I think guilt and fear is a natural element of the development of a healthy child. This instinct is controlled by anxiety and guilt, so the little child look to it's provider for safety, but also can correct it's behavior by the parent by feeling shame. Shame is as powerful as physical pain, which is why bullying or absence can be as painful as a beating. There's a lot, that's going on, when my parents try to contact me. Strong feelings are set in motion: Fear and anxiety, also anger, guilt and shame. One side I don't want to pick up the phone, because I'm afraid of dealing with my parents, because I know that taking the call, opens me up for even more calls/pressure. Because I'm are afraid to be honest, telling them how I feel or feel about them. The other side is pressuring me into picking up the phone, telling me it's no big deal, that if I don't, they'll increase their calls or go around me, calling people close to me and pressuring me thought them.

So I know my anxiety wont let me pick up the phone, but I wont accept, that my anxiety is so strong, that I'm simply unable to "just" pick up the phone. This lends me to berate and shame myself, which again increases the stakes and the fear. So in some sense, not accepting the strength of my anxiety actually makes it worse. I know I can't pick up the phone, but I'm telling me, that I must. This conflict is causing great havoc and damage inside me and it used to control my life. It still does to some degree, but I've also had a lot of success with accepting my anxiety and the limits it has on my life, which has helped me to understand it, sometimes decrease it and overcome it, but most importantly to accept, that when it's too strong, I shouldn't berate or shame myself. This takes a lot of practice and I benefited a lot from CBT, but I also took a few steps on my own.

One of the things I did, was telling my parents, that sometimes I was unable to pick up the phone, but that it didn't mean I was unsafe or that they should be worried. I also told them, that if they couldn't get in contact with me, increasing the calls/pressure had the reverse effect on me, making it even more difficult for me to contact them. I learned, that even though they accepted this, they were still stuck in their old habits and it took them a long time to actually understand, that their "increasing concern" didn't help me, but just put increasing pressure on me, pressure I was not equipped to handle. It took a lot of courage from me, just to attempt to put down these rules/guidelines and it took a lot of repetition and every time I had to do it, it felt almost as uncomfortable and the very first time. But it helped, a some point my phone could light up and I could convince myself, that I had told them several times, that me not picking up the phone, was something they had to expect and accept and remembering that agreement, decreased my anxiety and guilt for not picking it up. Other times the anxiety and guilt was so low, I was able to pick up the phone, but I also knew picking up the phone came with a risk, because they'd then sometimes assume everything was okay and they'd then forget our agreement.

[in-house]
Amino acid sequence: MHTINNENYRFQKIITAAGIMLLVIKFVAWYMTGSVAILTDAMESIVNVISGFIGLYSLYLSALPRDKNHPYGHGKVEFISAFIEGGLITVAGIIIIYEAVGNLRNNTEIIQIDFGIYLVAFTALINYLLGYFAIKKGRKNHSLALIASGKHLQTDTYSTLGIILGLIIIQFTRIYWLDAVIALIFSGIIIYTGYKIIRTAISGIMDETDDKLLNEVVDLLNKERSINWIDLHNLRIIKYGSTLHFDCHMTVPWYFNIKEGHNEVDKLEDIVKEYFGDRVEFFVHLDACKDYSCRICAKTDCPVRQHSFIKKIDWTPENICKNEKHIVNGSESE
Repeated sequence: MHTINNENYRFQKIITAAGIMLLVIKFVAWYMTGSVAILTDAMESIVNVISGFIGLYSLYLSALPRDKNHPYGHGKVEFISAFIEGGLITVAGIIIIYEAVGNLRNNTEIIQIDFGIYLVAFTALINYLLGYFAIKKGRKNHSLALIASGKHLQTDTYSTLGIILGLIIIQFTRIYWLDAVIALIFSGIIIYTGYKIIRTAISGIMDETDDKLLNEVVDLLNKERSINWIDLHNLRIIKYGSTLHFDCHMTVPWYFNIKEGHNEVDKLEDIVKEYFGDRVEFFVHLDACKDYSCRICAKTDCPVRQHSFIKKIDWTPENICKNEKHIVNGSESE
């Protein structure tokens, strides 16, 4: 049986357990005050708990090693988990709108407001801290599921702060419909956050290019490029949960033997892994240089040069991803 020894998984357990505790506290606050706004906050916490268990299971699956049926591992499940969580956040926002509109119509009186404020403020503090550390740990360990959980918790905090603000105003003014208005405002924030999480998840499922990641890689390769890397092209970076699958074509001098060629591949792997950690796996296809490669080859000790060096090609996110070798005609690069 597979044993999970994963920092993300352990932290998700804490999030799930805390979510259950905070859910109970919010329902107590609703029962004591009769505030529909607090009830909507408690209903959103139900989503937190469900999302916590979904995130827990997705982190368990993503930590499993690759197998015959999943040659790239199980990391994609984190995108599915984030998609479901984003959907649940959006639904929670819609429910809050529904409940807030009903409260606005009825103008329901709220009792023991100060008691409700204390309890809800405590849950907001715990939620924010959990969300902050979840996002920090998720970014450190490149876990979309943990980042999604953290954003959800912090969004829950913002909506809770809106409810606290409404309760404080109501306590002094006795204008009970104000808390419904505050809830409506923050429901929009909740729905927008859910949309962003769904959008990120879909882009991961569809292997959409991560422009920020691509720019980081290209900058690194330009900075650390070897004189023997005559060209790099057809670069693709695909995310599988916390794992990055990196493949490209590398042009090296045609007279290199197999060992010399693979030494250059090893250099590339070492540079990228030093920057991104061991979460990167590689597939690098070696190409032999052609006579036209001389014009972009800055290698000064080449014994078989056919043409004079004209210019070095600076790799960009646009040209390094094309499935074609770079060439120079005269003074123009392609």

For me, acceptance of the way things were, turn out to be a key to slowly and safely change the way things were.

I have to cut this "short," so I wont have to reread this post 15 times, searching for typos and punctuation, my anxiety is telling me it's either unreadable or that I'm overwhelming you with psychobabble advice, which you can't use or makes you feel bad ect. ect. That I'm coming off as, telling you how easy it is. "You just have to stop worrying and welcome the new day with a smile."

Sorry for going so long winded and then maybe stopping so abruptly. Everything you wrote and what you're going through, makes sense to me. Best of luck, you deserve too less anxiety and guilt! Anxiet and guilt is something you can work with, but both are "dangerous" feelings. ;)
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Re: Advice for getting back in contact with my Dad

Postby Murphy » January 15th, 2016, 12:18 pm

Antipodes,